Fort Wayne City Council will consider investigating Red River Waste Solutions if its CEO does not come to next week's meeting.
Councilman Russ Jehl, R-2nd, raised his concerns with the city's trash hauler, which has filed Chapter 11 bankruptcy, at the end of Tuesday's meeting. Because Red River is trying to reorganize through the bankruptcy, it can decide whether to continue trash service to the city or transfer the contract to another trash company.
City Council has complained about service, such as frequent missed collections, since Red River took over Fort Wayne service with a seven-year contract in 2018.
Jehl, who is on the Solid Waste District advisory board formed earlier this year, said his impression after the board's last meeting is that the city hasn't had any “high-level” discussions with Red River in the last two years. Because of the bankruptcy filing, all conversations now have to go through attorneys, he added.
After the advisory board meeting last week, Jehl asked John Bonahoom, the council's attorney, about the legality of issuing a subpoena to speak with James Smith, the Texas-based company's CEO.
“If he doesn't show up for the subpoena, we'll learn something,” Jehl said, “and if he does, we will have our answers.”
Bonahoom explained that the council needs to invite Smith to a meeting first, and if he doesn't show up, the members can pass a resolution to open up an investigation into the company. Then, the CEO could be subpoenaed to council as part of the investigation.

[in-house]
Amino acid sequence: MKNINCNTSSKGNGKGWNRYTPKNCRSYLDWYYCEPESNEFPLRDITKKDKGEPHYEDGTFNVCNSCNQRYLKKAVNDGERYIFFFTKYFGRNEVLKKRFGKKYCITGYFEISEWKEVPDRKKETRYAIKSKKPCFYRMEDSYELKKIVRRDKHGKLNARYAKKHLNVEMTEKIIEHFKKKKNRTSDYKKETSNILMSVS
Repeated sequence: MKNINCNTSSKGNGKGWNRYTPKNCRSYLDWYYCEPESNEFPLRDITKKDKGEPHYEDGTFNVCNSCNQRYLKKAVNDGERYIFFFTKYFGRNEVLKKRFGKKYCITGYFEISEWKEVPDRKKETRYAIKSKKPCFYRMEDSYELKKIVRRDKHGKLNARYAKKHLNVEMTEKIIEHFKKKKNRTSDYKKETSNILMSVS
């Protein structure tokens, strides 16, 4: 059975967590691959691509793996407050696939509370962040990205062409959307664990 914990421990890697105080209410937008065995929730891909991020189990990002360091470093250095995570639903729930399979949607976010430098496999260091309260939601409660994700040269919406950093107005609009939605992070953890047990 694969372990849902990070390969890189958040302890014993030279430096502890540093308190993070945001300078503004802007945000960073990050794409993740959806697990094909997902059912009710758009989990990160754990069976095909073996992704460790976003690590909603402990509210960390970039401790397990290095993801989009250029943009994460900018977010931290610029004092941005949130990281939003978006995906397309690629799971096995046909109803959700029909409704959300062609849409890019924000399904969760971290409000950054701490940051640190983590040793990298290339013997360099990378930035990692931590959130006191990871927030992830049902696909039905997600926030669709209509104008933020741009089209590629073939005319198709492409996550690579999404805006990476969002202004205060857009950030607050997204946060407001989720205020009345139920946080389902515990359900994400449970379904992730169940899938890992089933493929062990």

Jehl said the issue is urgent because a provision meant to protect the city from any financial issues the contractor is having could be gone at the end of the year. Red River enters a roughly $5 million bond, which is equal to a year of service, annually that the city would receive if the company enters default or stops picking up the trash.
“If Red River does not intend as part of its bankruptcy reformation to continue, they can simply not re-up the bond,” Jehl said. “That is very problematic because we could just be sitting around, waiting for more bad things to happen.”
Red River released a statement last month that said it will continue business “as usual” as it goes through bankruptcy.
Councilwoman Michelle Chambers, D-at large, noted that no Red River representatives showed up to an October meeting to which they were invited. Councilman Paul Ensley, R-1st, who is also the council's president, said Red River wasn't invited directly to the last meeting because the invitation went through the Solid Waste District, so this will be the first time the council has invited Red River directly.
Councilman Tom Didier, R-3rd, said he thinks Jehl's urgency is warranted, especially because the city has looked at rate hikes because of Solid Waste's financial state. Jehl said Solid Waste is expected to have a $1.6 million deficit at the end of the year.
Councilman Jason Arp, R-4th, suggested the council look at the ordinance concerning trash removal and remove the prohibition on neighborhoods independently contracting for trash collection. He added that it would help people help themselves.
Councilwoman Sharon Tucker, D-6th, said she would not support that because not all neighborhoods are in a position – organizationally or financially – to set up their own trash collection if Red River defaults.
The members agreed to invite Smith to the next council meeting, which will be at 5:30 p.m. Tuesday. Bonahoom said he estimates an 80% chance that Red River's attorneys will advise the company to ignore the invitation.